"It feels like we have been through the apocalypse, we survived and we are going to make a new civilization," said Hisham Fageeh, a Saudi actor, upon hearing the news that Saudi Arabia plans to reopen cinemas in the kindgom.
- Saudi Arabia lifts thirty-five-year ban, will open public cinemas next year
- Saudi cinema: The incredible true story which helped bring Saudi filmmaking out into the open
- Saudi crown prince vows to fight extremism, restore 'moderate Islam'
But Fageeh shouldn't buy his popcorn hoping to see these movies grace the silver screens of Saudi Arabia. Here are 10 movies Crown Prince Mohammed bin Salman probably won't be promoting to the Saudi people:
1. 'The Dictator'
The completely fictional Republic of Wadiya is run by an anti-Semitic despot, Admiral-General Aladeen (Sacha Baron Cohen), who backs Al-Qaida and is building a nuclear weapon to wipe out Israel. While Baron Cohen may have based his shambolic character on Libya's Muammar Gadhafi, there's enough here to offend any Middle Eastern state, let alone one that hasn't seen a movie on the big screen since the 1970s.
2. 'Thelma & Louise'
This is either the ultimate story of female empowerment or a cautionary tale about what happens when you let women loose behind the wheel of a Ford Thunderbird. And it would have been the perfect choice for that drive-in cinema in Riyadh (closed during the sandstorm season).
Sure, "Dune" is about the desert planet of Arrakis and isn't connected to Saudi Arabia in the least. But when movies are sold on the idea of escapism, a planet full of sand probably isn't ideal for a country containing the world's largest continuous sand desert – the aptly named Empty Quarter (al-Rub al-Khali).
Saudi Arabia may be swinging open the creaky doors of its cinemas, but don't expect to get served an alcoholic beverage while you're watching. And definitely don't expect to see films featuring a cocky bartender (Tom Cruise) offering you Sex on the Beach.
5. 'You Don't Mess with the Zohan'
Benjamin Netanyahu may think the Saudis have become Israel's best friend, but that doesn't mean the kingdom is ready for a film about a hummus-chewing ex-Mossad agent played by Adam Sandler. Mind you, the rest of the world wasn't either.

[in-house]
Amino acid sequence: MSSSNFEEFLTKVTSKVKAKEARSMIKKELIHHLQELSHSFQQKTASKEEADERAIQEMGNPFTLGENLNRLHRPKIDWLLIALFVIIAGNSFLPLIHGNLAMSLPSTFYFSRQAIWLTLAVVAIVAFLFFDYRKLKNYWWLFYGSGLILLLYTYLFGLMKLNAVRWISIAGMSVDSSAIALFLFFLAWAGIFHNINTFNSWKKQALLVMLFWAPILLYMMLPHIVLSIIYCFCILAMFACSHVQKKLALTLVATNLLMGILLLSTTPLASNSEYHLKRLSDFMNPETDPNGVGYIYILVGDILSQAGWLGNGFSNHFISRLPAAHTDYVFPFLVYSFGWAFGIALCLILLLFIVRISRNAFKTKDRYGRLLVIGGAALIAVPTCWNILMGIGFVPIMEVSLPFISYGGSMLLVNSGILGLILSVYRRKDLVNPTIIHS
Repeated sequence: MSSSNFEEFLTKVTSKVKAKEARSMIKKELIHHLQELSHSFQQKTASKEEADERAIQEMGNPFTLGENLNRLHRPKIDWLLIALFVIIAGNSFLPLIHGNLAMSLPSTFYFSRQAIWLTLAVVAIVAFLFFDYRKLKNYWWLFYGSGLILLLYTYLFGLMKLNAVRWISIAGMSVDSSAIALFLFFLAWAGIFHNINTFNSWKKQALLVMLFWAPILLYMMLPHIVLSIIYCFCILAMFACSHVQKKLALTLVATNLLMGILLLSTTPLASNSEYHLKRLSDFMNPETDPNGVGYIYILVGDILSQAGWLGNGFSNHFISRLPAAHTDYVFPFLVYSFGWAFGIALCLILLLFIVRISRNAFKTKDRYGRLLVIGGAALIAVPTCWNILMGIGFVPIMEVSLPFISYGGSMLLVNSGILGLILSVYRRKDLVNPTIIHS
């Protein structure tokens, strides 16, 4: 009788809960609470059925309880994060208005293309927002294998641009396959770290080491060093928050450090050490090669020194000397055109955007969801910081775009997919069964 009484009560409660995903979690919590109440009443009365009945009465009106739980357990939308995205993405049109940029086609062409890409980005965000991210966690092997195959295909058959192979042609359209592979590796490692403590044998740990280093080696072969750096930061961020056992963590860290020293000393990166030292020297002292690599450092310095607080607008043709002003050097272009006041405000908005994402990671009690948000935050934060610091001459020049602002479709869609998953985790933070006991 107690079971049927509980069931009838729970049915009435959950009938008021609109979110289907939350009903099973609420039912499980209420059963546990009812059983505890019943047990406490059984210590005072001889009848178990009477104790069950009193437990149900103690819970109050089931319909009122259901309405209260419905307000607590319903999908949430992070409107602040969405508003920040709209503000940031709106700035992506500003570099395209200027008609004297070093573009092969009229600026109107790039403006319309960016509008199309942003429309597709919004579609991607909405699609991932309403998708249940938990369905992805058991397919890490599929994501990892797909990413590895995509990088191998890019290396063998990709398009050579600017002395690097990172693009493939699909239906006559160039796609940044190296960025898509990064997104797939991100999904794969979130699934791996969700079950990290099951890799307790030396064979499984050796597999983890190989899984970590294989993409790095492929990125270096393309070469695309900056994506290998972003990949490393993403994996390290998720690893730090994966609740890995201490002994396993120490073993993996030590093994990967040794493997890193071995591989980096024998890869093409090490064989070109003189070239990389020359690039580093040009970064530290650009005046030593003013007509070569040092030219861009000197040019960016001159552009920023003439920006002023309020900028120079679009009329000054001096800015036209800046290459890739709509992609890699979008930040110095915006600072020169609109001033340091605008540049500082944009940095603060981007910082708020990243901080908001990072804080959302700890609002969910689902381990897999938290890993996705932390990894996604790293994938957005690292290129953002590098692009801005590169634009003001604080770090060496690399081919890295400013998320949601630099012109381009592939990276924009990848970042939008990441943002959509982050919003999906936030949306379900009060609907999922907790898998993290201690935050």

6. 'Brokeback Mountain'
Same-sex relationships are punishable by death in Saudi Arabia, so it would take a very brave person to project Ang Lee's gay cowboy drama starring Jake Gyllenhaal and Heath Ledger. So, how about it, Crown Prince Mohammed bin Salman?
7. 'A Separation'
This ticks all the boxes for the arthouse crowd: an acclaimed Oscar-winning film about the pain of divorce. Perfect for a country where divorce rates rocketed in 2016, up a staggering 50 percent from the previous year. Just one problem – the film is Iranian. Next!
8. 'Fahrenheit 9/11'
Michael Moore's documentary on the September 11 attacks shone a bright light on the lucrative links between the Bush family and the Saudi royal family while reminding everyone that 15 of the plane hijackers were Saudi. Which might make for some awkward scenes on the red carpet.
9. 'True Lies'
There was a time in the 1990s when you couldn't make a blockbuster without having an Arab villain, and this Arnold Schwarzenegger juggernaut was the very embodiment of shameless Hollywood racism. Typically, it cast a British-Pakistani actor, Art Malik, as Arab terrorist Salim Abu Aziz, who leads the most feebly named terrorist organization ever: Crimson Jihad (because Crimson Tide was taken).
10. 'Lawrence of Arabia'
It may one of the most acclaimed movies of all time, but David Lean's classic still offers the classic Western approach that a crazy white guy (Peter O'Toole) single-handedly led the Arab revolt against the Turks in the early 20th century.